BY THE COURT
K.S.A. 60-1501 proceeding is summary in nature and is not
subject to the ordinary rules of civil procedure.
statutes authorizing a K.S.A. 60-1501 proceeding and
prescribing the procedure for its disposition do not
specifically provide for a manner of discovery.
3. In a
K.S.A. 60-1501 proceeding, discovery is almost never
appropriate and is subject to the broad discretion of the
state a claim for relief under K.S.A. 60-1501, a petition
must allege shocking and intolerable conduct or continuing
mistreatment of a constitutional stature.
on the face of a K.S.A. 60-1501 petition, it can be
established that the petitioner is not entitled to relief, or
if, from undisputed facts, or from incontrovertible facts,
such as those recited in a court record, it appears, as a
matter of law, that no cause for granting a writ exists, then
summary dismissal is proper.
from Leavenworth District Court; GUNNAR A. SUNDBY, judge.
White, appellant pro se.
Price, special assistant attorney general, of Lansing
Correctional Facility, for appellees.
Pierron, P. J., Hill, J., and Walker, S.J.
August 17, 2015, Alan White, an inmate at Lansing
Correctional Facility (Lansing), received a notice that the
Kansas Department of Corrections (KDOC) had rejected his
August 22, 2015, issue of World magazine because the contents
posed a threat to the safety and security of correctional
facilities in violation of K.A.R. 44-12-601. The notice
specified the objectionable material was on pages 7 and 24,
but it did not provide any explanation for why the material
was a violation. On August 20, 2015, White received a notice
that KDOC had rejected his September 2015 issue of NASCAR
Illustrated because the magazine posed a threat to the safety
and security of correctional facilities in violation of
K.A.R. 44-12-601. The notice specified the objectionable
material included maps. On September 16, 2015, White received
a notice that KDOC had rejected the book Makeup to Breakup by
Peter Criss because parts of the book met the criteria for
sexually explicit material pursuant to K.A.R. 44-12-313.
appealed the censorship of all three publications. KDOC
upheld each censorship. White filed a petition pursuant to
K.S.A. 60-1501. He argued that KDOC violated his rights under
the First Amendment to the United States Constitution because
the censored material did not meet the criteria for
censorship under the K.A.R. 44-12-313 or K.A.R. 44-12-601. He
also argued the censorship regulations were vague and
overbroad and allowed for subjective enforcement in violation
of his due process rights under the Fourteenth Amendment to
the United States Constitution. The district court issued the
writ and scheduled an evidentiary hearing for February 11,
the evidentiary hearing, KDOC filed a motion to dismiss,
arguing White had failed to state a valid claim. The motion
stated KDOC had overturned the censorship of the August 22,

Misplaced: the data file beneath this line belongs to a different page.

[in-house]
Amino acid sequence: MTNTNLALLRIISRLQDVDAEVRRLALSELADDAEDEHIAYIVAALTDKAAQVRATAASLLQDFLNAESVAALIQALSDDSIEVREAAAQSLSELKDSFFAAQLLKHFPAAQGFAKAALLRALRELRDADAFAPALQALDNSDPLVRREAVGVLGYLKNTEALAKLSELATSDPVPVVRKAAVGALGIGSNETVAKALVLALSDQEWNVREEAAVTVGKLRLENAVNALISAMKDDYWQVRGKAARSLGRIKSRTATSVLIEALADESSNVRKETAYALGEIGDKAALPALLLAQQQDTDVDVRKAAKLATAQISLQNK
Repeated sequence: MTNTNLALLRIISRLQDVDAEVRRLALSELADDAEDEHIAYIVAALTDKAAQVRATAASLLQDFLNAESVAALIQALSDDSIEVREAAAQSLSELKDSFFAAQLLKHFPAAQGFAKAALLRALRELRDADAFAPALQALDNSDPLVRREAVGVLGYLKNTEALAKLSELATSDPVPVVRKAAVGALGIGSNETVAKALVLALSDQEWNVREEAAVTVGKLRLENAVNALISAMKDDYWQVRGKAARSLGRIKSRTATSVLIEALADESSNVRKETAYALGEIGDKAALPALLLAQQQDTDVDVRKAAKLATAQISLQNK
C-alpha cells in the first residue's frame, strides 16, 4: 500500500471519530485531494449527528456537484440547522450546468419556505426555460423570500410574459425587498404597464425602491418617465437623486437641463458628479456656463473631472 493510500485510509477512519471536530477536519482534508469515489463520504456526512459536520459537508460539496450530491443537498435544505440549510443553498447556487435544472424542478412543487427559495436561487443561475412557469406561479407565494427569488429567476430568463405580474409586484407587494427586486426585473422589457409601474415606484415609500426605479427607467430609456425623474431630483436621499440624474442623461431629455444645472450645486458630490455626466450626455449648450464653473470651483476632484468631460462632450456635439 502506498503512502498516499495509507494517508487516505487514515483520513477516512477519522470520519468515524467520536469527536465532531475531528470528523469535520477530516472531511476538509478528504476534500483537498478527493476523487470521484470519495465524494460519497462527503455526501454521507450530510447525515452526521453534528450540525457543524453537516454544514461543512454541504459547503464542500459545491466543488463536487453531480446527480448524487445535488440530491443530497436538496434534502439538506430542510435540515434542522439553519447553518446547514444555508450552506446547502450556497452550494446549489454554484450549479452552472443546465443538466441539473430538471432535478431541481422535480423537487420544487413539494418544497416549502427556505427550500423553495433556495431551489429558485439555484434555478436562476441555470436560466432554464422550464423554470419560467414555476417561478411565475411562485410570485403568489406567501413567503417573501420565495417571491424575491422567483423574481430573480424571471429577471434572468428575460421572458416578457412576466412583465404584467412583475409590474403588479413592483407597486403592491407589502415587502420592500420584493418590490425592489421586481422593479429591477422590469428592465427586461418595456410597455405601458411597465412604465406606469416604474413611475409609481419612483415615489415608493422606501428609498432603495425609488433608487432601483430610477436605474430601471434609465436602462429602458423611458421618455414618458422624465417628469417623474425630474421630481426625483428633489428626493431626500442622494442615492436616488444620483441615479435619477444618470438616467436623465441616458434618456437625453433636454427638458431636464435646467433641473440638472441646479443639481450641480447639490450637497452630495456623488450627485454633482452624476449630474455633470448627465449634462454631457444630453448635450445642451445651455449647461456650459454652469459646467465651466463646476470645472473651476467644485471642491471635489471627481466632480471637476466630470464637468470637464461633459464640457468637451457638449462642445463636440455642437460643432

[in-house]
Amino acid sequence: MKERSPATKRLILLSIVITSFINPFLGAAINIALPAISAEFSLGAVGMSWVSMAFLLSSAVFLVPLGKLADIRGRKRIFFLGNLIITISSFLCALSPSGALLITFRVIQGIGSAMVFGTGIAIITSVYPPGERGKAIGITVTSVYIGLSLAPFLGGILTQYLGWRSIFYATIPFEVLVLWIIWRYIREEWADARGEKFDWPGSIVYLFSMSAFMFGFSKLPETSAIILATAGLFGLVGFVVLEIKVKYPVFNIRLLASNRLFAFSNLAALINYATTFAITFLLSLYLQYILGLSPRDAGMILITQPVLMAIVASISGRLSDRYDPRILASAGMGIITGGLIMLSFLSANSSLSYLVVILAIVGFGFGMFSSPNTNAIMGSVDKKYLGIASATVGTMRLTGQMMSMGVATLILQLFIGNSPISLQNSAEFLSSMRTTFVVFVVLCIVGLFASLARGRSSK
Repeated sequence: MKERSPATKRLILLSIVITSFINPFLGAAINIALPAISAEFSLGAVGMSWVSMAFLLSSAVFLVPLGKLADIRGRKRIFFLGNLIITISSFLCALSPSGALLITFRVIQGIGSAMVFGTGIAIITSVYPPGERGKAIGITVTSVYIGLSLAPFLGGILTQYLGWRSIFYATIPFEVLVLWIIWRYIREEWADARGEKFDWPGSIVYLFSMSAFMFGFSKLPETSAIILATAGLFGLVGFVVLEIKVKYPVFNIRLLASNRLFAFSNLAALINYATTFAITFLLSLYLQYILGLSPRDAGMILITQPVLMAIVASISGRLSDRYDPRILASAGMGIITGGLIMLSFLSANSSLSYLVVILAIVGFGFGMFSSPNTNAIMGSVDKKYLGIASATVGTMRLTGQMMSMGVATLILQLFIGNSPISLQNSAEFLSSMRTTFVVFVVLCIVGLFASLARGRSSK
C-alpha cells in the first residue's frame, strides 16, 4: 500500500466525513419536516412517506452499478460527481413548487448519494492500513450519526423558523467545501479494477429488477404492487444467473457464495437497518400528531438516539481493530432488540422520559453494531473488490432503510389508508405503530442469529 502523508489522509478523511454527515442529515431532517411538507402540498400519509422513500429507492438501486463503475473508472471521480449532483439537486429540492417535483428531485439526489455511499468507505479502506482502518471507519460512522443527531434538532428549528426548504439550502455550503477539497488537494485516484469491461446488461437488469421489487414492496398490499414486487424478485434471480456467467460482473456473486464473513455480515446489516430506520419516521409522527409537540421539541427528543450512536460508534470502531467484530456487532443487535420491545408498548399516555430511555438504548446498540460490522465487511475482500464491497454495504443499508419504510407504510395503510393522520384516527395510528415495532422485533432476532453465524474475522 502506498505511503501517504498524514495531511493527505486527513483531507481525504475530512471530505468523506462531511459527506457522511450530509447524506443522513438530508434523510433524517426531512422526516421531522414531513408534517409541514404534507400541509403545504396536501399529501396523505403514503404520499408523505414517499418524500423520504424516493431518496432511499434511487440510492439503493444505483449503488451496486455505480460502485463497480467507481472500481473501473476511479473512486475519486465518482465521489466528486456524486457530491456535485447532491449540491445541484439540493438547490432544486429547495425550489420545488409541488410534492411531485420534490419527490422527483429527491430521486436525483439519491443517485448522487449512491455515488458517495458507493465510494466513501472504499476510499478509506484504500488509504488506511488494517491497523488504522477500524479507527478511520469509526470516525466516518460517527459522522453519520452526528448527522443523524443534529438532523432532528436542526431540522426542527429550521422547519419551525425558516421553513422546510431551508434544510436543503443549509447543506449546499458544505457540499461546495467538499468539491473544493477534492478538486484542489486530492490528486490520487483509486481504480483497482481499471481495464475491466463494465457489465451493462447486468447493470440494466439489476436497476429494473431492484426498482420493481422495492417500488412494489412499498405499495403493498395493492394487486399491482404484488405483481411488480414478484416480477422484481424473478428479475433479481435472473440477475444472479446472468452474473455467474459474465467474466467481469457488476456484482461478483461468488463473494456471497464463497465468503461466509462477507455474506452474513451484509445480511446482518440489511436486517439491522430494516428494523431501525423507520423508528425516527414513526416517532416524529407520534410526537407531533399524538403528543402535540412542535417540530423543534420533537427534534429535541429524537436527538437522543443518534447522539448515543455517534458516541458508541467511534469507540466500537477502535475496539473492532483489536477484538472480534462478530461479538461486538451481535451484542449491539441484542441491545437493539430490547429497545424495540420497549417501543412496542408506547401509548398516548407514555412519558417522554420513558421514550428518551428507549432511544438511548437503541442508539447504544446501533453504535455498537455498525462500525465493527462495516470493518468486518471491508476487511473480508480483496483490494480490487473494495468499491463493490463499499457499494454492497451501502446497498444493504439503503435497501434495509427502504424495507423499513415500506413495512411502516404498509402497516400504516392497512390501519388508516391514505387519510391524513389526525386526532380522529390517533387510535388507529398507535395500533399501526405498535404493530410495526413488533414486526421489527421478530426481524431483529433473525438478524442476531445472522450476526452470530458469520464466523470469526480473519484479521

2015, issue of World magazine in another appeal, therefore,
that issue was moot. KDOC explained it rejected the September
2015 issue of NASCAR Illustrated because it contained maps of
the Chicago area, and maps could aid an inmate in escaping
and avoiding capture. It argued that McCormick v.
Werholtz, No. 07-2605-EFM, 2009 WL 5210845 (D. Kan.
2009) (unpublished opinion), the United States District Court
for the District of Kansas had upheld the censorship of a
book with similar content. KDOC argued the reasons justifying
the censorship McCormick applied in the present
case. Finally, KDOC stated it censored Makeup to Breakup
because the book contained "explicit descriptions of
sexual acts including those with a minor." It argued the
Kansas Court of Appeals upheld the censorship of sexually
explicit materials in Washington v. Werholtz, 40
Kan.App.2d 860, 197 P.3d 843 (2008), rev. denied 289
Kan. 1286 (2009), and the censorship of White's book was
appropriate for the same reasons.
weeks after its motion to dismiss, KDOC filed a motion to
stay discovery. KDOC stated White had served it with
interrogatories and a request for production of documents and
things. KDOC requested the district court stay discovery
until it ruled on its motion to dismiss.
hearing on February 11, 2016, the district court heard
arguments from both parties regarding KDOC's motion to
dismiss. The court denied the motion and asked if White would
like to testify regarding the matter. White asked for a
continuance to complete discovery in the case. The court
believed that the full extent of discovery was not available
in habeas proceedings but asked for KDOC's opinion on the
issue. KDOC argued that there was no information relevant to
the issues in this case which it could provide to White. KDOC
stated it could provide the censored materials to the court
to review, but it would not give those materials to White.
Additionally, it argued White's requested information
raised security concerns. The court ruled discovery was not
appropriate in the present case but continued the evidentiary
hearing to give White time to prepare.
February 29, 2016, White filed a motion to alter or amendment
judgment. He argued the rules of discovery as provided for in
the Kansas Code of Civil Procedure applied to K.S.A. 60-1501
petitions. He requested the district court reverse its prior
ruling and enter an order compelling KDOC to comply with his
prior discovery requests. White also filed the discovery
requests he served on KDOC.
March 3, 2016, the district court issued an order in response
to White's motion to alter or amend judgment. The court
stated it believed it denied White's request for
discovery at the February 11 hearing, but the docket notes
did not reflect the ruling. It also stated, "The court
will take up the motion on March 17, 2016. If granted, the
evidentiary hearing ...